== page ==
Feeds

MS Win2k training switch telegraphs early death for NT

MS-certified pros see qualifications vaped by December 2000

  • alert
  • submit to reddit

Remote control for virtualized desktops

Windows 2000 may have been a long time coming, but Microsoft intends to push it hard when it does arrive, and just to make sure, is 'disappearing' Microsoft-certified support for NT 4.0 by the end of next year. Current and would-be Microsoft Certified Professionals (MCPs) have been stunned by an announcement here that the company intends to "retire" NT 4.0 examinations on 31 December 2000, and that these are to be replaced by Windows 2000 equivalents. These exams are necessary for the achievement and retention of MCP and MCSE (Microsoft Certified Systems Engineer) status. Obviously, if it's to keep support qualifications current, Microsoft has to move the exams along regularly, but it's more usual for the company to keep exams for the previous generation of software current for two years or more. NT 3.51 exams, for example, won't be retired until June of next year, while MCPs depending on Windows 3.1 for their qualifications didn't get the plugs pulled on them until 1 September 1998. As far as NT 4.0 is concerned, the exams themselves will be retired at the end of next year, with candidates having until the end of 2001 to switch to an equivalent Windows 2000 version. That means NT 4.0 expertise will still be around for a while, but that Microsoft will stop adding to it in fairly short order. This could turn out to be an issue for companies intent on obeying the analysts who've been warning customers off migrating early to Windows 2000. And we can't help a wry smile at the two items currently at the bottom of Microsoft's retirement list. Microsoft Windows Architecture parts one and two get theirs next Thursday. Instead of these, candidates are "required to satisfy the core requirements of the revised MCSD track by October 1, 2000." As far as we can see, there's no obvious equivalent of a course in the Microsoft Windows Architecture in the new track. Does this mean they're still working on it, or they gave up? ®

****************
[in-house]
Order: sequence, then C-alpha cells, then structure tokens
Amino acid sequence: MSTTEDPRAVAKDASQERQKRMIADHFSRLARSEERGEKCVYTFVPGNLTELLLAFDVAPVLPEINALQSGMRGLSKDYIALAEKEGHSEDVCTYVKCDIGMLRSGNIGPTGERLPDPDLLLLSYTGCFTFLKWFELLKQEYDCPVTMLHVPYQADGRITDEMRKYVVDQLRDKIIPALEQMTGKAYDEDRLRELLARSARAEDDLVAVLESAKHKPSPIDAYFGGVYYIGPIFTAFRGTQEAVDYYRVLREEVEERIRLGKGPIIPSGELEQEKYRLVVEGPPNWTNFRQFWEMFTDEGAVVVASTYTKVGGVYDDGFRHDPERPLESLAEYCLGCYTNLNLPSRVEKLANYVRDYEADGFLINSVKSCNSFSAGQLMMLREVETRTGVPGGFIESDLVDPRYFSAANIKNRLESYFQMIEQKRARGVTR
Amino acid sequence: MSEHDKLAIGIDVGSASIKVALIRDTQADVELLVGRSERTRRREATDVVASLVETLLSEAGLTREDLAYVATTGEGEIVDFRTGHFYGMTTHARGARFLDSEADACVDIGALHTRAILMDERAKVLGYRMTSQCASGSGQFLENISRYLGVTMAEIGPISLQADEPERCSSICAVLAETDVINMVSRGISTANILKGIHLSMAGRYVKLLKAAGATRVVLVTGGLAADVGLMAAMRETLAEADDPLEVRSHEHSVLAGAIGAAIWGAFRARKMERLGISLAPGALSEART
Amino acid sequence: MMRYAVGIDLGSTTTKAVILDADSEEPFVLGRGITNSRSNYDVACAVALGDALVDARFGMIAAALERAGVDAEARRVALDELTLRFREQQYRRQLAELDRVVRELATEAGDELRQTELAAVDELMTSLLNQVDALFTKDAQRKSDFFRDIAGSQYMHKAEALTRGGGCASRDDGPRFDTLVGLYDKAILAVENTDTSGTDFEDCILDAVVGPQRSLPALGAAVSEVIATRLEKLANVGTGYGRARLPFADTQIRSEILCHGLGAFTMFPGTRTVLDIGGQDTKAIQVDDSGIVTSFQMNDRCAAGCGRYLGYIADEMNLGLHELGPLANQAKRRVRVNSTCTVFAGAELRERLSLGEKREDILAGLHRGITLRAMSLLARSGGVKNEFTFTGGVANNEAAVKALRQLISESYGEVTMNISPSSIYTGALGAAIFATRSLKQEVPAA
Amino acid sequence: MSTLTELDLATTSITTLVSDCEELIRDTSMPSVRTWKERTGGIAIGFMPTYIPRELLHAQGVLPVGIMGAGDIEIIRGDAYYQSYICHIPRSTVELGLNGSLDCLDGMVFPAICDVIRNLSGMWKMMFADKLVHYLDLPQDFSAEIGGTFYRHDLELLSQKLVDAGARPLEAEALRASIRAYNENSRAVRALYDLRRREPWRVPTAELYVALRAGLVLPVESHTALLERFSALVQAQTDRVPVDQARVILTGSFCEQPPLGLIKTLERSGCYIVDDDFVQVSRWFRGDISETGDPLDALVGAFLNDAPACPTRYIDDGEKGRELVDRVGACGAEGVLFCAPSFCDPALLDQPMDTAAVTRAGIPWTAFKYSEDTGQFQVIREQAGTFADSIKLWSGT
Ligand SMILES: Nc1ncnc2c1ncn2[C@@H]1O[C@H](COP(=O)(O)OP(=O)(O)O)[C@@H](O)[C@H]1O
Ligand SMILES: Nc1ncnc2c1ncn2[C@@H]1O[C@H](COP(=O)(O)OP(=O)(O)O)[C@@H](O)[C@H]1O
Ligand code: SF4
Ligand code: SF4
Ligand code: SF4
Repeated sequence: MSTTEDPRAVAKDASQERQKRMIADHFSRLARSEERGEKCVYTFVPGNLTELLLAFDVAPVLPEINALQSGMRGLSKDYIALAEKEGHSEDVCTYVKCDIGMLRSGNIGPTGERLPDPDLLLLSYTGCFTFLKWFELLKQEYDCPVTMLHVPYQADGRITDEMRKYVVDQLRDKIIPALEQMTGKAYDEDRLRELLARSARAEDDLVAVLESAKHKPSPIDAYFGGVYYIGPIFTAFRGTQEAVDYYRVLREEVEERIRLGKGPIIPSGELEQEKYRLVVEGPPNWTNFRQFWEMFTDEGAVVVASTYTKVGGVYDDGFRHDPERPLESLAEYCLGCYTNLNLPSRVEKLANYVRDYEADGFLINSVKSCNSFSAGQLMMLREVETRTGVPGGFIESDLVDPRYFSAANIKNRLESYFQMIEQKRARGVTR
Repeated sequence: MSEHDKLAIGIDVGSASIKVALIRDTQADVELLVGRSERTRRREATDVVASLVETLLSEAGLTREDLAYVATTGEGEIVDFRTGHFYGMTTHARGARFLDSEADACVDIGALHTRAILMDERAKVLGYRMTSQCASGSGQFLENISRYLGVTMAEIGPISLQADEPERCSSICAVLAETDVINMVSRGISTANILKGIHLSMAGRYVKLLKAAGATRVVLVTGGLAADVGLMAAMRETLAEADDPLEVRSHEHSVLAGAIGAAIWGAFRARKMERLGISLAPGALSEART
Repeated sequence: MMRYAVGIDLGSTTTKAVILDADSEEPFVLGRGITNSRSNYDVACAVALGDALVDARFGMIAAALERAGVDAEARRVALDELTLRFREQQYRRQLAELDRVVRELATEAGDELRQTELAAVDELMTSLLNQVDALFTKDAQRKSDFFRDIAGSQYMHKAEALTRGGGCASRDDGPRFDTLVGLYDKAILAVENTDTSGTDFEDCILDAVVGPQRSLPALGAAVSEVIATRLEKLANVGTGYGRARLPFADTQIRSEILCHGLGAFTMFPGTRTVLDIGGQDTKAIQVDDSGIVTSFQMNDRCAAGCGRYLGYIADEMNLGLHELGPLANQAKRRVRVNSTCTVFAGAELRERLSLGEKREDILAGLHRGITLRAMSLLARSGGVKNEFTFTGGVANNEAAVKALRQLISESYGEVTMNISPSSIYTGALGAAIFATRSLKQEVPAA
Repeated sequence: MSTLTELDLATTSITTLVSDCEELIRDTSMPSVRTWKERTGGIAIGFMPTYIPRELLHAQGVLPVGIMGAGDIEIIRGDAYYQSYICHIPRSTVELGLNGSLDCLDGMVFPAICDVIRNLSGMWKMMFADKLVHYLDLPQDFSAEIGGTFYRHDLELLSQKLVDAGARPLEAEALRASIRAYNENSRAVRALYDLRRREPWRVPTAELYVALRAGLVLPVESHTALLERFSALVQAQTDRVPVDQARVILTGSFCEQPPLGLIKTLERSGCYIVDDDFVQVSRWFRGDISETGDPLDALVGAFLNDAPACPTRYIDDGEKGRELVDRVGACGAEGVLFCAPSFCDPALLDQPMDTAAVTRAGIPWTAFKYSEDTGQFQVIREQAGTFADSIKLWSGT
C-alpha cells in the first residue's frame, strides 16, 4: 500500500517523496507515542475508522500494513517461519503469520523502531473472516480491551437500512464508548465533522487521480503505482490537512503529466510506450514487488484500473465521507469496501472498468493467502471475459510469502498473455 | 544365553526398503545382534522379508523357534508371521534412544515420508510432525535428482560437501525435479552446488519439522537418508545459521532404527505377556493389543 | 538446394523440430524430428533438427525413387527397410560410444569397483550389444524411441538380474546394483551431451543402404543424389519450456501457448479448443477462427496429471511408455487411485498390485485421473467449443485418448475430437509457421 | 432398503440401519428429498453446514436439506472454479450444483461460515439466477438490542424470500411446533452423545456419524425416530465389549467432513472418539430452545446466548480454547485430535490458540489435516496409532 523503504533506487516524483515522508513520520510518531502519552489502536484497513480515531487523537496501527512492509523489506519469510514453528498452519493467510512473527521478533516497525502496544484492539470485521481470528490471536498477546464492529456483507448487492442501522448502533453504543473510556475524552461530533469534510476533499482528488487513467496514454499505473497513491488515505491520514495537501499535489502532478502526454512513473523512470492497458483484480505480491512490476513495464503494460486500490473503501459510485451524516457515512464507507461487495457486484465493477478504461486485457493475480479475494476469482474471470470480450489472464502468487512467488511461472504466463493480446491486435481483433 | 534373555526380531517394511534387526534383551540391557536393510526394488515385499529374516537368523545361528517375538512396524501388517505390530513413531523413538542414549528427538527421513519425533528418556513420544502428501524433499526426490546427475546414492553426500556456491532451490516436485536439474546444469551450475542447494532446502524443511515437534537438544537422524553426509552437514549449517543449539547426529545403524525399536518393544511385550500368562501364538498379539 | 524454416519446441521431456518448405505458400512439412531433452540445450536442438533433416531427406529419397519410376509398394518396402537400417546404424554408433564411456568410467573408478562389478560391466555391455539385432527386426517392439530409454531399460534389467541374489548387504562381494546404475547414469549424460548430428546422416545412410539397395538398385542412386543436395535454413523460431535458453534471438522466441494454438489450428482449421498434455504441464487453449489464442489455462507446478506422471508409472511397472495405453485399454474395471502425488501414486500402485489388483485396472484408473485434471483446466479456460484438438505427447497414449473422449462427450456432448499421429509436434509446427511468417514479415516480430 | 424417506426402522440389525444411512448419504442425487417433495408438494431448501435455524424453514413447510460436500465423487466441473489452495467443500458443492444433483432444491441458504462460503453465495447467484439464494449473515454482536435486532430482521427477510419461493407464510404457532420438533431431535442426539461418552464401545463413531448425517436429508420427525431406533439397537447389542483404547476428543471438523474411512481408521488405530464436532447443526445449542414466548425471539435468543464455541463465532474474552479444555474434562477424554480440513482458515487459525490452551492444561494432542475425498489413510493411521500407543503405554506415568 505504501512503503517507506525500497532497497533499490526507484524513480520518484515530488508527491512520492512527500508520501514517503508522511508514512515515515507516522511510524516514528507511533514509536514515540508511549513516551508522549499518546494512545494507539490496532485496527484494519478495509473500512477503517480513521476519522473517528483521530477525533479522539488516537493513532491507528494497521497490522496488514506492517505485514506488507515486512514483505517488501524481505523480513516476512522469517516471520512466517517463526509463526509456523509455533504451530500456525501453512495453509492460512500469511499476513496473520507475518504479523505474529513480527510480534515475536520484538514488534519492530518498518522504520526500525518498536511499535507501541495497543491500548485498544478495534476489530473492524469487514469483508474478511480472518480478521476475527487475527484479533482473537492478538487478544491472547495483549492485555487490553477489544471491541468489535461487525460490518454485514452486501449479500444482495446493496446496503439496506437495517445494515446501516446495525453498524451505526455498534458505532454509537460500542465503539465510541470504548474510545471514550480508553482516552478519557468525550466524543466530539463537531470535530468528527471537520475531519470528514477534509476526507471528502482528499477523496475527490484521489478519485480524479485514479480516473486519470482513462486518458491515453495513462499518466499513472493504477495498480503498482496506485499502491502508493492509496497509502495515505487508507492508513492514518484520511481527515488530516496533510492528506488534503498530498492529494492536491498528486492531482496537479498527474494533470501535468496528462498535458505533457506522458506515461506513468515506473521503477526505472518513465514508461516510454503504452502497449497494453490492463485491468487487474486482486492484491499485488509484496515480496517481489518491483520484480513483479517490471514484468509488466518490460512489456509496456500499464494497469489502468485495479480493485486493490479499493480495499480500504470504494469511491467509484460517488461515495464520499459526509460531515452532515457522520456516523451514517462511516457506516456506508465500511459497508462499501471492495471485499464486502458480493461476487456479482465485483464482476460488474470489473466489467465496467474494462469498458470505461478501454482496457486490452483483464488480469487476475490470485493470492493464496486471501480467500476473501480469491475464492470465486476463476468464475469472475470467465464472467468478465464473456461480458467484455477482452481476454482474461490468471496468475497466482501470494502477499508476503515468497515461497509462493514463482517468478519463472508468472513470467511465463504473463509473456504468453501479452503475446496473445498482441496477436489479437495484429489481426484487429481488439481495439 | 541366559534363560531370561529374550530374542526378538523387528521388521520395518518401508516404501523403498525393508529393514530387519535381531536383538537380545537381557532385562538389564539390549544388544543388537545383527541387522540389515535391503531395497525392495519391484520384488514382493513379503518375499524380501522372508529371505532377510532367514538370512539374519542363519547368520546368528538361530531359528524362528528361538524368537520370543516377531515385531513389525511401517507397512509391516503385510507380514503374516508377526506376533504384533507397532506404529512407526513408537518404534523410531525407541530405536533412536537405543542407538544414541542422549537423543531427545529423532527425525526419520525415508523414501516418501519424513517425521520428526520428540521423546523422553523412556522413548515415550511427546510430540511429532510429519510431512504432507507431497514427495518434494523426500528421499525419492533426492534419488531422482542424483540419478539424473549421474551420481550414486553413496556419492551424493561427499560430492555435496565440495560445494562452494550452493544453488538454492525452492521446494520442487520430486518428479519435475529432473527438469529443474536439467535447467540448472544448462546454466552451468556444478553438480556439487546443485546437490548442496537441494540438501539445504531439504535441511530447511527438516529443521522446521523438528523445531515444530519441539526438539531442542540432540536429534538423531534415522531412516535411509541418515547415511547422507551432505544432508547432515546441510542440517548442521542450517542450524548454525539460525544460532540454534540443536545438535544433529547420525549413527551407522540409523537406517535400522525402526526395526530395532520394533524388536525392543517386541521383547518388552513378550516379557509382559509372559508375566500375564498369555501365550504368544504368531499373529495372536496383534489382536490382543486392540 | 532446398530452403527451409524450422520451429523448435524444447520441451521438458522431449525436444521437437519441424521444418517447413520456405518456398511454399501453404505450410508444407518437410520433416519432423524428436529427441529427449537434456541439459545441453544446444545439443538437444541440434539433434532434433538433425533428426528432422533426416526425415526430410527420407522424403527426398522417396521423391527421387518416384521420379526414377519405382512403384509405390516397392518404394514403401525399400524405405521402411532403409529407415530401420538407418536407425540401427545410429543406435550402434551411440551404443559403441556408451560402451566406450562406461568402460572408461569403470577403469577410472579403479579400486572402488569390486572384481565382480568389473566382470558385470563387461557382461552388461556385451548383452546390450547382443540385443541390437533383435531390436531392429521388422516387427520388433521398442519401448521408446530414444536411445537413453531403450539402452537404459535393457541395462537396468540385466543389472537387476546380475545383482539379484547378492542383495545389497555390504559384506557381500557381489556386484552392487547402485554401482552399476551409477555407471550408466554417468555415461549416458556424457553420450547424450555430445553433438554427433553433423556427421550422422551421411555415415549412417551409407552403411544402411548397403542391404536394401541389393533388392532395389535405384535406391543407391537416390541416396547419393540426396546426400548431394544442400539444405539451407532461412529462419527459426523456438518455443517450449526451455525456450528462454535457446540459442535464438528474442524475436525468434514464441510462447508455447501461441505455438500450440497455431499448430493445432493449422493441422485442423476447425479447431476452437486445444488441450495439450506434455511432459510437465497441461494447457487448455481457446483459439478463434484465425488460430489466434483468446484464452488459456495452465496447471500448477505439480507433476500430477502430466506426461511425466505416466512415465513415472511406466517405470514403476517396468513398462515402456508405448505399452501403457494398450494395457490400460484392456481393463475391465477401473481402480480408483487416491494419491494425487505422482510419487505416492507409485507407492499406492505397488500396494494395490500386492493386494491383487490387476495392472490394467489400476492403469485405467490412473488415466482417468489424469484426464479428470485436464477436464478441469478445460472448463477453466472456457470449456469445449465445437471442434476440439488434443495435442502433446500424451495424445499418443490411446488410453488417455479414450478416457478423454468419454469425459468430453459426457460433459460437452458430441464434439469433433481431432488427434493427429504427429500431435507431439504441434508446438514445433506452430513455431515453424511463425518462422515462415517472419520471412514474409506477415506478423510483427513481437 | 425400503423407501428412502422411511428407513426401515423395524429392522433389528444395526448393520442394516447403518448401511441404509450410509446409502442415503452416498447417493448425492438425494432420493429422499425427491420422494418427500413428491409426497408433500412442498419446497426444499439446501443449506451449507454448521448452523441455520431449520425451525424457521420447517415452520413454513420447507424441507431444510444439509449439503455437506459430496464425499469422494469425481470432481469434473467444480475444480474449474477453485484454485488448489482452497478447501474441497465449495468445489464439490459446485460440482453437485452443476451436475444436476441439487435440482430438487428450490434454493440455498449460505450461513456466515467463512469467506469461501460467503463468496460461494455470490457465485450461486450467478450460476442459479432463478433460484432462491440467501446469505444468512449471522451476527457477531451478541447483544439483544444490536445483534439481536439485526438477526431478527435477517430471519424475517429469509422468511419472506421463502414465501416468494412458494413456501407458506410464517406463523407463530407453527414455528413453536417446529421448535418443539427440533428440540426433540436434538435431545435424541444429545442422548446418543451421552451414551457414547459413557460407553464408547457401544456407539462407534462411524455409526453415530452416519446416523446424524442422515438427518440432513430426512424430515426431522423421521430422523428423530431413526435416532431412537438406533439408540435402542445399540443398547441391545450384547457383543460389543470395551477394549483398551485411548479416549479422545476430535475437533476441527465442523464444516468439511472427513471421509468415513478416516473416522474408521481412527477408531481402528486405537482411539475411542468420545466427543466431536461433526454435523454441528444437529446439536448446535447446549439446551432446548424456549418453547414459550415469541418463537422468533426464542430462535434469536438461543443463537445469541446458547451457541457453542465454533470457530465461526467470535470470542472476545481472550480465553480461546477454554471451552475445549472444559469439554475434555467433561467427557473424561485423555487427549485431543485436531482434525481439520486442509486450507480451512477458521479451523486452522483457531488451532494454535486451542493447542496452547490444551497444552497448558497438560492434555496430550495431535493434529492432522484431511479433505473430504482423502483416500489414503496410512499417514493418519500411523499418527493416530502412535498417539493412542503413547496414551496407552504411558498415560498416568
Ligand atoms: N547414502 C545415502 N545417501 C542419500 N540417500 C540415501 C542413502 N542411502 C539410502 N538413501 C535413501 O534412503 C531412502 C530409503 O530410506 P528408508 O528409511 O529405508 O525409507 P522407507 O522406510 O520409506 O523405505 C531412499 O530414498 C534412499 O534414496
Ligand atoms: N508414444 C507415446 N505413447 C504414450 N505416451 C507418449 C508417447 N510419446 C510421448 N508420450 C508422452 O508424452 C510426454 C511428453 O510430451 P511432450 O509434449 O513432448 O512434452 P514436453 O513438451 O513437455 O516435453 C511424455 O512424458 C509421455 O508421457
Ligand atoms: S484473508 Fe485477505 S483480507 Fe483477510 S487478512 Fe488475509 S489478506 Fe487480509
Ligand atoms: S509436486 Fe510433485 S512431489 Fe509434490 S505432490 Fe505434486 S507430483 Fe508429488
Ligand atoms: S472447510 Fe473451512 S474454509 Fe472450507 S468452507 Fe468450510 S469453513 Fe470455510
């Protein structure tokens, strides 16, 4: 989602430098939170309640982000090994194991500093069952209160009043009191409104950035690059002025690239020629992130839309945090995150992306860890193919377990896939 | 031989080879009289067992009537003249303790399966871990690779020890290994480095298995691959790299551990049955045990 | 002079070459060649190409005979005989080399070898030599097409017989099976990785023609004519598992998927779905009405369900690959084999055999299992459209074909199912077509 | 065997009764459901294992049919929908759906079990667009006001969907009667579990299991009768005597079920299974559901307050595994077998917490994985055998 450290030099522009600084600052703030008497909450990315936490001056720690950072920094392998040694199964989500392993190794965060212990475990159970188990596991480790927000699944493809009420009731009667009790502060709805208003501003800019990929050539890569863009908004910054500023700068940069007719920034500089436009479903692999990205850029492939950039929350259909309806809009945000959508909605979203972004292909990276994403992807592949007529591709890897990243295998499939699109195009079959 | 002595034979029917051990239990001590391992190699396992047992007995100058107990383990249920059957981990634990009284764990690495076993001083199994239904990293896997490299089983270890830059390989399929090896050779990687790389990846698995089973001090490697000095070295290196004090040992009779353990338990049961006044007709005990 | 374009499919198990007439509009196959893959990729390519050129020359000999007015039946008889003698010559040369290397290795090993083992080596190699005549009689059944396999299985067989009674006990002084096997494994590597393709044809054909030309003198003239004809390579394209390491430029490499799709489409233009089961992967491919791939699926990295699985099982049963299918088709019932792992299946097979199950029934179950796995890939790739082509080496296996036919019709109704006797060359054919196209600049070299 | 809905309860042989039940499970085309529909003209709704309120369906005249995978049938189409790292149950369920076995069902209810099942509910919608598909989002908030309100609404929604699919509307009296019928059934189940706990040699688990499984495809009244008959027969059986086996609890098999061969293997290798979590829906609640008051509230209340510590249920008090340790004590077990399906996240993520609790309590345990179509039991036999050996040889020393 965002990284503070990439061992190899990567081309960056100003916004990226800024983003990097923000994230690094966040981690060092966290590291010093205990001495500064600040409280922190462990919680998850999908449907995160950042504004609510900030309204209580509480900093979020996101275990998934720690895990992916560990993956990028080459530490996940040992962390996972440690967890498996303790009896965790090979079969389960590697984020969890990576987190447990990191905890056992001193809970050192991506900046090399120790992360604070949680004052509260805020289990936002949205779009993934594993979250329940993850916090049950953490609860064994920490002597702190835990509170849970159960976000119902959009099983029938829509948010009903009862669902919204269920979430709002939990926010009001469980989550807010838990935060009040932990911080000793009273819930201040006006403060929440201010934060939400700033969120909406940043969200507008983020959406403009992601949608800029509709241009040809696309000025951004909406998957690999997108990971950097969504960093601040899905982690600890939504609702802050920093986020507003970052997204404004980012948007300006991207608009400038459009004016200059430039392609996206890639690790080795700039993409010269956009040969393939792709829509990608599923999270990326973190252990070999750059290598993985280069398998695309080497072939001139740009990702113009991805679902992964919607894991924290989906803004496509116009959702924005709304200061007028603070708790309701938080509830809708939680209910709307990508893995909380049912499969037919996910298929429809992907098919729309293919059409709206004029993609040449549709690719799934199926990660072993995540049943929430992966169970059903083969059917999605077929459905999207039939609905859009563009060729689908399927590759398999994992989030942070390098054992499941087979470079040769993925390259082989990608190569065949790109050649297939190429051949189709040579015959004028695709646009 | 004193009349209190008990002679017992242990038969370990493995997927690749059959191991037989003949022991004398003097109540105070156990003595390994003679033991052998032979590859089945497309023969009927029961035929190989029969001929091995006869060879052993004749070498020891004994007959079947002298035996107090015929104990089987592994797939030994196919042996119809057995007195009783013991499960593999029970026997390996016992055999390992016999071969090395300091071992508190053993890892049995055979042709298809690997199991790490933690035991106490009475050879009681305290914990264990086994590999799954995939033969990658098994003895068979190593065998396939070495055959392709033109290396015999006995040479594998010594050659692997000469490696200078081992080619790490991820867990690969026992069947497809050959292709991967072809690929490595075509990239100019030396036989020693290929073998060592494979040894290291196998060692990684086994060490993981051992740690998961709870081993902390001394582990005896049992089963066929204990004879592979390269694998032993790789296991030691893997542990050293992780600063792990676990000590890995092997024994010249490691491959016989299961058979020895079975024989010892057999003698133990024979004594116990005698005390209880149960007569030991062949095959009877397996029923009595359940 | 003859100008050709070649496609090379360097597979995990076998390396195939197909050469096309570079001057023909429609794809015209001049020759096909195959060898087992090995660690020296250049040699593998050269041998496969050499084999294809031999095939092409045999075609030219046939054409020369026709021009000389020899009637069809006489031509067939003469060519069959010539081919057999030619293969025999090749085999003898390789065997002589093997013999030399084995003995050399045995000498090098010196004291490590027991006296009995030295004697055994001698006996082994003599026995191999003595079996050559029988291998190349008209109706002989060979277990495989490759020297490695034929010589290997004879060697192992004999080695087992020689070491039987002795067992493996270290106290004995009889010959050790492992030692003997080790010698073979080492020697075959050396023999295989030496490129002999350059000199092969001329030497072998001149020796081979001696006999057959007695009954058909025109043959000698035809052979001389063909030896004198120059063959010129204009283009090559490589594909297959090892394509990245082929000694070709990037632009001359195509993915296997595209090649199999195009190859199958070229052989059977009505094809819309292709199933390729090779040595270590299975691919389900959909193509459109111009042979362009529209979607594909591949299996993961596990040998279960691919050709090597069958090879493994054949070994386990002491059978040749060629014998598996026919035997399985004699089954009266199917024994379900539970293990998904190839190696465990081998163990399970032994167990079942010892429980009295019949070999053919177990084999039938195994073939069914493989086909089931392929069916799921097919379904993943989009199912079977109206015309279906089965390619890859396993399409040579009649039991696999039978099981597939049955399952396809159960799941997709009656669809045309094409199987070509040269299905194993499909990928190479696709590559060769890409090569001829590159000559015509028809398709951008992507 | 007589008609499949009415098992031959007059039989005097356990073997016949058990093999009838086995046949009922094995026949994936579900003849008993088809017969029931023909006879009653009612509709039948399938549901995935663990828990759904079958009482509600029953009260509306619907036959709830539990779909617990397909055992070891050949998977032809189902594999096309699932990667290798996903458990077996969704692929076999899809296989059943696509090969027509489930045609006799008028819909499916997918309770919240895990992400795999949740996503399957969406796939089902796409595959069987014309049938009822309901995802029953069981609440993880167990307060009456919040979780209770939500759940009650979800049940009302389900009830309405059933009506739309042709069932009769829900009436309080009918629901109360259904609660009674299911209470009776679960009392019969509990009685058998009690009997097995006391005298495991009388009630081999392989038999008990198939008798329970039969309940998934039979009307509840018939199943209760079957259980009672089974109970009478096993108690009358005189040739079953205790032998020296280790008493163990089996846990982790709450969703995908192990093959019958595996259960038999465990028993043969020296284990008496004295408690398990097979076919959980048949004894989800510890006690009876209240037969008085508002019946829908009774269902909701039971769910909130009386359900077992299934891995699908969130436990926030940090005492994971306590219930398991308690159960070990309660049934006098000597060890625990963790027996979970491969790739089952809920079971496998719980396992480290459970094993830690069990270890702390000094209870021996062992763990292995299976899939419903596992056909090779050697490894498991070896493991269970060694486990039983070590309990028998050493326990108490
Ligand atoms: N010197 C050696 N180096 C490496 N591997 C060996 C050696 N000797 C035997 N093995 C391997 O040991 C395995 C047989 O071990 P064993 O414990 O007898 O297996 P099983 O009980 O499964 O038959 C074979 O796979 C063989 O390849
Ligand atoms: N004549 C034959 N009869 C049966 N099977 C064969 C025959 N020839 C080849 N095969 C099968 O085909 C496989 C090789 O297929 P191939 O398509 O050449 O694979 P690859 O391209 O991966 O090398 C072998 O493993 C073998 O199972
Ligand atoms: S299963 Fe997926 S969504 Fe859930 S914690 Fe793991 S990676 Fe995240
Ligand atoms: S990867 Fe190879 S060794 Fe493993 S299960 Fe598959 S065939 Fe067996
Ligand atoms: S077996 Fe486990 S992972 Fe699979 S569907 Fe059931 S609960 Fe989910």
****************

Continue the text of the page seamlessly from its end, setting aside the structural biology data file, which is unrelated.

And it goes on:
Intelligent flash storage arrays

More from The Register

next story
MI6 oversight report on Lee Rigby murder: US web giants offer 'safe haven for TERRORISM'
PM urged to 'prioritise issue' after Facebook hindsight find
Assange™ slumps back on Ecuador's sofa after detention appeal binned
Swedish court rules there's 'great risk' WikiLeaker will dodge prosecution
NSA mass spying reform KILLED by US Senators
Democrats needed just TWO more votes to keep alive bill reining in some surveillance
'Internet Freedom Panel' to keep web overlord ICANN out of Russian hands – new proposal
Come back with our internet! cries Republican drawing up bill
What a Mesa: Apple vows to re-use titsup GT sapphire glass plant
Commits to American manufacturing ... of secret tech
prev story

Whitepapers

Choosing cloud Backup services
Demystify how you can address your data protection needs in your small- to medium-sized business and select the best online backup service to meet your needs.
A strategic approach to identity relationship management
ForgeRock commissioned Forrester to evaluate companies’ IAM practices and requirements when it comes to customer-facing scenarios versus employee-facing ones.
Driving business with continuous operational intelligence
Introducing an innovative approach offered by ExtraHop for producing continuous operational intelligence.
10 threats to successful enterprise endpoint backup
10 threats to a successful backup including issues with BYOD, slow backups and ineffective security.
High Performance for All
While HPC is not new, it has traditionally been seen as a specialist area – is it now geared up to meet more mainstream requirements?